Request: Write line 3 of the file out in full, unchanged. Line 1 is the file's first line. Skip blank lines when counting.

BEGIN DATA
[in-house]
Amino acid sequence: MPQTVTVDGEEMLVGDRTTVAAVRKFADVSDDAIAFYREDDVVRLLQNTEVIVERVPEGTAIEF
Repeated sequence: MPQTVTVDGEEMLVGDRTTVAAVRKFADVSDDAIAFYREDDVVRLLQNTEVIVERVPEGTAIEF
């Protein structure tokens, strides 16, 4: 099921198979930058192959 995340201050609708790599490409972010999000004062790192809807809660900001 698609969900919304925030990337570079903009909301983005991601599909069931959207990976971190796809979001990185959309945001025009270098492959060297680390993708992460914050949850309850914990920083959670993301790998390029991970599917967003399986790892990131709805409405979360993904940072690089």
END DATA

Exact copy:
Repeated sequence: MPQTVTVDGEEMLVGDRTTVAAVRKFADVSDDAIAFYREDDVVRLLQNTEVIVERVPEGTAIEF